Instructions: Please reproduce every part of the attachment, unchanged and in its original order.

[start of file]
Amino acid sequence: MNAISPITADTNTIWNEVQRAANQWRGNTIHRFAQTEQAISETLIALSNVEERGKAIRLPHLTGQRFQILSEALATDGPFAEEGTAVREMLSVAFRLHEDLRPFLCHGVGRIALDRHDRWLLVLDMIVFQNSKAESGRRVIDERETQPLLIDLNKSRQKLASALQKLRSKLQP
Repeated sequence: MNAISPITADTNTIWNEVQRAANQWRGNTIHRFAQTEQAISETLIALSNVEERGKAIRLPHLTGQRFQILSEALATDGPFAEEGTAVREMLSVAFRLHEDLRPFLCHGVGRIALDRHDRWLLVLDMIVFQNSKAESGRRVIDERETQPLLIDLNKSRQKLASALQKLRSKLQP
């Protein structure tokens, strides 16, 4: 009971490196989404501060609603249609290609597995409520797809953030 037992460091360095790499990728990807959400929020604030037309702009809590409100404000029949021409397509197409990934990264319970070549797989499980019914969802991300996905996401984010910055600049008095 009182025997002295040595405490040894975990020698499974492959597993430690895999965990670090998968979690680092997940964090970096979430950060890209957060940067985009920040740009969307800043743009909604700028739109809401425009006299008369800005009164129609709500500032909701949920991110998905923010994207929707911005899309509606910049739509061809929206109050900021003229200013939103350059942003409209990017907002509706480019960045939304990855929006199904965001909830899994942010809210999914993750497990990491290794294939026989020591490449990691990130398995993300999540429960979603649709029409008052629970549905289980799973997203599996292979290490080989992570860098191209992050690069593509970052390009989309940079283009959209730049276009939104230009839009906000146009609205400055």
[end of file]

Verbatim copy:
Amino acid sequence: MNAISPITADTNTIWNEVQRAANQWRGNTIHRFAQTEQAISETLIALSNVEERGKAIRLPHLTGQRFQILSEALATDGPFAEEGTAVREMLSVAFRLHEDLRPFLCHGVGRIALDRHDRWLLVLDMIVFQNSKAESGRRVIDERETQPLLIDLNKSRQKLASALQKLRSKLQP
Repeated sequence: MNAISPITADTNTIWNEVQRAANQWRGNTIHRFAQTEQAISETLIALSNVEERGKAIRLPHLTGQRFQILSEALATDGPFAEEGTAVREMLSVAFRLHEDLRPFLCHGVGRIALDRHDRWLLVLDMIVFQNSKAESGRRVIDERETQPLLIDLNKSRQKLASALQKLRSKLQP
């Protein structure tokens, strides 16, 4: 009971490196989404501060609603249609290609597995409520797809953030 037992460091360095790499990728990807959400929020604030037309702009809590409100404000029949021409397509197409990934990264319970070549797989499980019914969802991300996905996401984010910055600049008095 009182025997002295040595405490040894975990020698499974492959597993430690895999965990670090998968979690680092997940964090970096979430950060890209957060940067985009920040740009969307800043743009909604700028739109809401425009006299008369800005009164129609709500500032909701949920991110998905923010994207929707911005899309509606910049739509061809929206109050900021003229200013939103350059942003409209990017907002509706480019960045939304990855929006199904965001909830899994942010809210999914993750497990990491290794294939026989020591490449990691990130398995993300999540429960979603649709029409008052629970549905289980799973997203599996292979290490080989992570860098191209992050690069593509970052390009989309940079283009959209730049276009939104230009839009906000146009609205400055």